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10 of 10 people found the following review helpful
5.0 out of 5 stars beautiful music played with clarity and feeling March 23, 1999
By A Customer
Martin Pearlman has done a great service through his research in the Moravian archives in North Carolina. His discoveries bring to us music of great beauty and seeming simplicity that masks subtle complexity. The quality of the orchestra and the soloists is outstanding
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9 of 9 people found the following review helpful
5.0 out of 5 stars Absolutely Delightful! July 30, 1999
By A Customer
This is very pretty music. It reminds me in some ways of Handel's Messiah, but it has a sound all its own. The voices and instruments are supurb. I really enjoyed the accompanying insert in the CD, which gives a small biography of all the composers. There are complete lyrics in English and German as well. I would love to get the sheet music and perform it!
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9 of 10 people found the following review helpful
4.0 out of 5 stars This traditional Moravian music lives today! December 6, 1998
By A Customer
I just heard the Christmas section on PBS radio. "Lost music"? As one raised in the Moravian tradition, I can sing along with some of these chorales in English. Why? Because songs such as "Thou Child Divine" are sung every year at Christmas even today. I am ordering to see whether translations are provided. Also, to compare with other current reworkings of the classical Moravian composers. As a footnote, the Moravian Music Foundation publishes newly found works from the archives every two or three years. Thus many works are not lost, but newly mined.
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4 of 4 people found the following review helpful
4.0 out of 5 stars Uplifting classical music for the holiday season! November 25, 1998
By A Customer
The music and vocals are refreshing and revitalizing for the holiday season. You will be relaxed and intriqued at the same time while listening!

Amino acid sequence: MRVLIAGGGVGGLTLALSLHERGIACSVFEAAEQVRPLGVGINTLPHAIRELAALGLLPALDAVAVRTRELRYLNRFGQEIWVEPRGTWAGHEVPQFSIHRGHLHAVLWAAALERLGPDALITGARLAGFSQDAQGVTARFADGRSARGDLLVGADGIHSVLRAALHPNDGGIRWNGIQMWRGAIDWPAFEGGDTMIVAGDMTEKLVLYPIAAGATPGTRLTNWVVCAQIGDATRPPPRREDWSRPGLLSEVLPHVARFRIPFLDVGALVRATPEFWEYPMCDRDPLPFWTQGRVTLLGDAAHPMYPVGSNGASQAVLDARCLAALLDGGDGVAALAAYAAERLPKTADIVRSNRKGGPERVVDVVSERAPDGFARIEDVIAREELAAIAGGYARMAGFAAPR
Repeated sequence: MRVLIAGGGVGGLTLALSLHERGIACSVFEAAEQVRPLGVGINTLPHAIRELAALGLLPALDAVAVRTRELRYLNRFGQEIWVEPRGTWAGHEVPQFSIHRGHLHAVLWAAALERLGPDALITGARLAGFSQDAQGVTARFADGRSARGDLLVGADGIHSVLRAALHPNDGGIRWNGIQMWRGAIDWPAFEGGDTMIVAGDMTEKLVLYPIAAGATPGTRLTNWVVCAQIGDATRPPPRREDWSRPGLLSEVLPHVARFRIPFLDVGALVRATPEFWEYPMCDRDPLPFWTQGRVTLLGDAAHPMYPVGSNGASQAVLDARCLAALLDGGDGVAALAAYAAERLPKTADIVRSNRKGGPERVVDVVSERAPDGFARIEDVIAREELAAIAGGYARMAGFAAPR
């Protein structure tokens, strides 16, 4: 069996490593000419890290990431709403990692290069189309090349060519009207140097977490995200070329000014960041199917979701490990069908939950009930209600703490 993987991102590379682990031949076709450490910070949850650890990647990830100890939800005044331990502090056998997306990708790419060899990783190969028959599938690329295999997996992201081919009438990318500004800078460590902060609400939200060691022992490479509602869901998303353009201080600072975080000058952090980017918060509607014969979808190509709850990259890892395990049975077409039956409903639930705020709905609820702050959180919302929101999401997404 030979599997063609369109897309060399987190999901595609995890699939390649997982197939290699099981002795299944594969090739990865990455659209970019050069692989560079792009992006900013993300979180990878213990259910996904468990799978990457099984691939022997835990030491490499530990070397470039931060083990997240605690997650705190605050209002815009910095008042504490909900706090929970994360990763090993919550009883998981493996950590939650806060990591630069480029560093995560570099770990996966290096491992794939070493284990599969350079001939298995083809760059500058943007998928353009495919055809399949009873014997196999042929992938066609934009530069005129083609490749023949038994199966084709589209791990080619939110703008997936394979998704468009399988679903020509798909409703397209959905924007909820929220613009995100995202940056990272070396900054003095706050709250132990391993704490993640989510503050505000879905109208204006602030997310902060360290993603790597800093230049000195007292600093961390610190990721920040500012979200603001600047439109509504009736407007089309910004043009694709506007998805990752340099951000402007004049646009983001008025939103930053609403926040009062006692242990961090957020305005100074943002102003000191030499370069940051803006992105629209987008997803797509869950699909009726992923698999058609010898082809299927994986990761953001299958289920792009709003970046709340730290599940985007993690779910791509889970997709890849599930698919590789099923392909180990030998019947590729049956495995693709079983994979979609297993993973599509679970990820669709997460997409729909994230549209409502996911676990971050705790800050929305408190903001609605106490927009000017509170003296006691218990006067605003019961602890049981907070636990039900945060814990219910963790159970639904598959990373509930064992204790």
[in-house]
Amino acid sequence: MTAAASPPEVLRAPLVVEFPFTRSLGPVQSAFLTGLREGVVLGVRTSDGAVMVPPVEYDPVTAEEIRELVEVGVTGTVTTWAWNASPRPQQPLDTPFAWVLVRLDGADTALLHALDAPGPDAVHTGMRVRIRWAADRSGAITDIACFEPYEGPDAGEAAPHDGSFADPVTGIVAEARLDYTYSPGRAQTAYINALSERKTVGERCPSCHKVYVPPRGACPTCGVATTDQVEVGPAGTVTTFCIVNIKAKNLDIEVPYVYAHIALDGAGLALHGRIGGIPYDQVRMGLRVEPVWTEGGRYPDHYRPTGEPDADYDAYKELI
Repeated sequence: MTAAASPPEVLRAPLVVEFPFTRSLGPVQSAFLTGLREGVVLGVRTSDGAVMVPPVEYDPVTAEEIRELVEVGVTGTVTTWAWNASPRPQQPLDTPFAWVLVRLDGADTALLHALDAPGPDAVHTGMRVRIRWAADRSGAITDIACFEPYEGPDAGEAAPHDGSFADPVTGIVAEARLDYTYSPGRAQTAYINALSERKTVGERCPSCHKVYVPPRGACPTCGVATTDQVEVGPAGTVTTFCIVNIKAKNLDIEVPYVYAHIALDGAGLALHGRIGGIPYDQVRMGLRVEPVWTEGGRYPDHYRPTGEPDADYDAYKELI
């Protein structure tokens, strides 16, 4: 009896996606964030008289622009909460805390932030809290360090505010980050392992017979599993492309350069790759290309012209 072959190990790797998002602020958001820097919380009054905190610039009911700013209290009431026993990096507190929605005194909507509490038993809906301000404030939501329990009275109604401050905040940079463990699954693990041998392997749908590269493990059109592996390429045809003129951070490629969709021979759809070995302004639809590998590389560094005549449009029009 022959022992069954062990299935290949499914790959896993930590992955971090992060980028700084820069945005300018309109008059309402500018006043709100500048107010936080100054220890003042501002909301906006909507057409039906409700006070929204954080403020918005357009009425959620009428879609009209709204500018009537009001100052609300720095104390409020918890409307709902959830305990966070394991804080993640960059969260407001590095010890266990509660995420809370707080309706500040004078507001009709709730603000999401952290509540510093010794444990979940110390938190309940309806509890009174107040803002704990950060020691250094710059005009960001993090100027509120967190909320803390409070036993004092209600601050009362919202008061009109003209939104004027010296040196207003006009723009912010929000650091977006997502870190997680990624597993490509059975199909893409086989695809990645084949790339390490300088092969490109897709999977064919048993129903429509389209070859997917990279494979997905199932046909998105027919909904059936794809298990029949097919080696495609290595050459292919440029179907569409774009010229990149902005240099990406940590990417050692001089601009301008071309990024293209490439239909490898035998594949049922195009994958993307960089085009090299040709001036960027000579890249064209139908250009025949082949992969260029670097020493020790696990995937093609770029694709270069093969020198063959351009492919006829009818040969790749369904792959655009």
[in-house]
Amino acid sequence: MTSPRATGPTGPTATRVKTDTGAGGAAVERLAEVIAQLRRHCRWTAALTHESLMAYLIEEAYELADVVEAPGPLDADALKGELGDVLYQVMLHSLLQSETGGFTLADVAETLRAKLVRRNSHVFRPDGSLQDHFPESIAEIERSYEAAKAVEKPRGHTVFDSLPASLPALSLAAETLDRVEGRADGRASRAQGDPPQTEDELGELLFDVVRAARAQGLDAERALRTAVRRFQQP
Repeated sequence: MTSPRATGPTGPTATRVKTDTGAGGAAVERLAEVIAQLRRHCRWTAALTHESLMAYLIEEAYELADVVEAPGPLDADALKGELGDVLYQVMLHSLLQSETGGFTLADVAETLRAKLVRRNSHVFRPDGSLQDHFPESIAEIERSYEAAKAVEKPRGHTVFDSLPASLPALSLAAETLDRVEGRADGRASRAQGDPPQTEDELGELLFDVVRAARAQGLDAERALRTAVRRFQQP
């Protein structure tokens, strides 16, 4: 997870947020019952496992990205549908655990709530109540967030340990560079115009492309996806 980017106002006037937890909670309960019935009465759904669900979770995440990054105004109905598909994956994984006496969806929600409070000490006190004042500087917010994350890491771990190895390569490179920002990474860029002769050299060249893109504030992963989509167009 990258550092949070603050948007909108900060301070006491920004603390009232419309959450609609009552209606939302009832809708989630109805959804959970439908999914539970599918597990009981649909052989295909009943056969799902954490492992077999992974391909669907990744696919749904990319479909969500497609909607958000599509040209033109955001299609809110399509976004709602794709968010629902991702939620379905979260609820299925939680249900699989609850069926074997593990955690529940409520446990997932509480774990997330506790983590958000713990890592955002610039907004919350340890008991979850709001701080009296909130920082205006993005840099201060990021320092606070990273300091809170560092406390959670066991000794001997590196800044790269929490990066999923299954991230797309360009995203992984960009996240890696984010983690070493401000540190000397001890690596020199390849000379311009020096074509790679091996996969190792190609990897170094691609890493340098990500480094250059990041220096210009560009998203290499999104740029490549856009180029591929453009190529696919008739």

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3 of 3 people found the following review helpful
5.0 out of 5 stars Just Magnificent! May 14, 2011
By Cliff
Verified Purchase
This CD popped up as a recommendation from Amazon based on other purchases. I had only a passing awareness of the Moravians, but bought this anyway based on the great ratings. Wow! This will be one of my all-time favorite CDs. In fact, through some glitch with my shopping cart, I paid for and got two copies when I only (thought) I ordered one, and as I opened the box, I was thinking about how to return the extra one for credit; once I heard the music, I'll be keeping them both so I have one to give to someone else who will be blessed by this beautiful music. While most of the vocals are in German, a few are in English. With the printed words enclosed, and my high school German study [long, long ago] (Ich spreche kleine bisschen Deutsch, but not much more than that!)I'm able to follow along. If you know no German, this CD is still WELL worth having--just follow the words in the CD insert. The instrumentalists and vocalists are outstanding, the music is "large" and melodious, and, most of all, these compositions greatly honor God and our Lord Jesus Christ--several selections are simply Scripture set to music. As someone else noted in a review, this reminds me of Handel's marvelous music. I cannot recommend this CD highly enough--5 stars!
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1 of 1 people found the following review helpful
Verified Purchase